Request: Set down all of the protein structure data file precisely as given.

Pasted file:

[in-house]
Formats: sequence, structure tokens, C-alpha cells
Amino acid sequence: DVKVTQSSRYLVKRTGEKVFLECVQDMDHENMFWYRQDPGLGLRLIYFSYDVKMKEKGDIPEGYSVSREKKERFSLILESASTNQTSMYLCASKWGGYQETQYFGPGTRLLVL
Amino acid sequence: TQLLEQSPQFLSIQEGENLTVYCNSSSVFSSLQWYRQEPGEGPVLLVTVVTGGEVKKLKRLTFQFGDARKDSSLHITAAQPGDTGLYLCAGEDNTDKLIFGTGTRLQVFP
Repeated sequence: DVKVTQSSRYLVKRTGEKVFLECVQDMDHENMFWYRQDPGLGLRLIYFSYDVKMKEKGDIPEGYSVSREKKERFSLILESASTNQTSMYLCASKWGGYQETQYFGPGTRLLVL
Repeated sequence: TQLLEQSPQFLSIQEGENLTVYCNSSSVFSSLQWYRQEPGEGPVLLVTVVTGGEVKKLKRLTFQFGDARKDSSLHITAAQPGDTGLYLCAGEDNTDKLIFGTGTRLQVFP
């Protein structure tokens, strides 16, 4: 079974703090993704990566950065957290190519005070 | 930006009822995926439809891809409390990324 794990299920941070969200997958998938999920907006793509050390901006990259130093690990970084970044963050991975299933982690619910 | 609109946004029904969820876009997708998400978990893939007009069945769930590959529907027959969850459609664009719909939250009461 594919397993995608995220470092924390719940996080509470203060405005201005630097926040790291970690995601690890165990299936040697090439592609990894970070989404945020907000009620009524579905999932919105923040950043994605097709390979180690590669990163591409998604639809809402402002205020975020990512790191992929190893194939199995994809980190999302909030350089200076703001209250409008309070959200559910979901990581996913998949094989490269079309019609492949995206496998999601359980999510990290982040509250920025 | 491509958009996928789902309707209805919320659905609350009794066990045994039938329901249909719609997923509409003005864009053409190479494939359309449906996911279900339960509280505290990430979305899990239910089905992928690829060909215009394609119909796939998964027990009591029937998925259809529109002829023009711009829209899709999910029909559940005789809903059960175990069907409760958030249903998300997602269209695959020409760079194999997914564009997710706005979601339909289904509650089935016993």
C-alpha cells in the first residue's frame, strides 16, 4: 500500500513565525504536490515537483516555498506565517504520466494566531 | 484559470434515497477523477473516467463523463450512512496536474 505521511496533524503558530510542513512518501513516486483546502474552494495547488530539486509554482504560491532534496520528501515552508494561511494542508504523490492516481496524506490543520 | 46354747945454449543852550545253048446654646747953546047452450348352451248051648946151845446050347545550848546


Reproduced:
[in-house]
Formats: sequence, structure tokens, C-alpha cells
Amino acid sequence: DVKVTQSSRYLVKRTGEKVFLECVQDMDHENMFWYRQDPGLGLRLIYFSYDVKMKEKGDIPEGYSVSREKKERFSLILESASTNQTSMYLCASKWGGYQETQYFGPGTRLLVL
Amino acid sequence: TQLLEQSPQFLSIQEGENLTVYCNSSSVFSSLQWYRQEPGEGPVLLVTVVTGGEVKKLKRLTFQFGDARKDSSLHITAAQPGDTGLYLCAGEDNTDKLIFGTGTRLQVFP
Repeated sequence: DVKVTQSSRYLVKRTGEKVFLECVQDMDHENMFWYRQDPGLGLRLIYFSYDVKMKEKGDIPEGYSVSREKKERFSLILESASTNQTSMYLCASKWGGYQETQYFGPGTRLLVL
Repeated sequence: TQLLEQSPQFLSIQEGENLTVYCNSSSVFSSLQWYRQEPGEGPVLLVTVVTGGEVKKLKRLTFQFGDARKDSSLHITAAQPGDTGLYLCAGEDNTDKLIFGTGTRLQVFP
């Protein structure tokens, strides 16, 4: 079974703090993704990566950065957290190519005070 | 930006009822995926439809891809409390990324 794990299920941070969200997958998938999920907006793509050390901006990259130093690990970084970044963050991975299933982690619910 | 609109946004029904969820876009997708998400978990893939007009069945769930590959529907027959969850459609664009719909939250009461 594919397993995608995220470092924390719940996080509470203060405005201005630097926040790291970690995601690890165990299936040697090439592609990894970070989404945020907000009620009524579905999932919105923040950043994605097709390979180690590669990163591409998604639809809402402002205020975020990512790191992929190893194939199995994809980190999302909030350089200076703001209250409008309070959200559910979901990581996913998949094989490269079309019609492949995206496998999601359980999510990290982040509250920025 | 491509958009996928789902309707209805919320659905609350009794066990045994039938329901249909719609997923509409003005864009053409190479494939359309449906996911279900339960509280505290990430979305899990239910089905992928690829060909215009394609119909796939998964027990009591029937998925259809529109002829023009711009829209899709999910029909559940005789809903059960175990069907409760958030249903998300997602269209695959020409760079194999997914564009997710706005979601339909289904509650089935016993």
C-alpha cells in the first residue's frame, strides 16, 4: 500500500513565525504536490515537483516555498506565517504520466494566531 | 484559470434515497477523477473516467463523463450512512496536474 505521511496533524503558530510542513512518501513516486483546502474552494495547488530539486509554482504560491532534496520528501515552508494561511494542508504523490492516481496524506490543520 | 46354747945454449543852550545253048446654646747953546047452450348352451248051648946151845446050347545550848546